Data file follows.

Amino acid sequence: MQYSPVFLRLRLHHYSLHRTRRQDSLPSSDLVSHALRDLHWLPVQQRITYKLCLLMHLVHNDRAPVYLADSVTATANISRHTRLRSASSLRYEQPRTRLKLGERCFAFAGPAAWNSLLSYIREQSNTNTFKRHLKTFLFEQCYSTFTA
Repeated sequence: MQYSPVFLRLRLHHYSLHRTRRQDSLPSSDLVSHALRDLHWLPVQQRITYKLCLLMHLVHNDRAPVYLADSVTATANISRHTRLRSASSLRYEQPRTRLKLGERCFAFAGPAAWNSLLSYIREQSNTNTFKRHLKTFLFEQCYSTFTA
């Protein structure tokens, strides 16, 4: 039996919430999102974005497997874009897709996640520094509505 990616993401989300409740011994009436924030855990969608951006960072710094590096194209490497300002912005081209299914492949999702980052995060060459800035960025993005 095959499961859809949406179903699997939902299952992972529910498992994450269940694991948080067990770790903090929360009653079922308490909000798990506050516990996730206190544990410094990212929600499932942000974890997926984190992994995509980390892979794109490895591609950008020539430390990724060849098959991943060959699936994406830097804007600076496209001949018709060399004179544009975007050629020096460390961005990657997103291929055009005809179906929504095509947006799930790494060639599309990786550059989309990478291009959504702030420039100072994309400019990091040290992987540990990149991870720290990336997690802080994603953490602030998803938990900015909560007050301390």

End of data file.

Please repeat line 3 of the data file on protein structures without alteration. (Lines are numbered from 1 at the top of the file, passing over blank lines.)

């Protein structure tokens, strides 16, 4: 039996919430999102974005497997874009897709996640520094509505 990616993401989300409740011994009436924030855990969608951006960072710094590096194209490497300002912005081209299914492949999702980052995060060459800035960025993005 095959499961859809949406179903699997939902299952992972529910498992994450269940694991948080067990770790903090929360009653079922308490909000798990506050516990996730206190544990410094990212929600499932942000974890997926984190992994995509980390892979794109490895591609950008020539430390990724060849098959991943060959699936994406830097804007600076496209001949018709060399004179544009975007050629020096460390961005990657997103291929055009005809179906929504095509947006799930790494060639599309990786550059989309990478291009959504702030420039100072994309400019990091040290992987540990990149991870720290990336997690802080994603953490602030998803938990900015909560007050301390």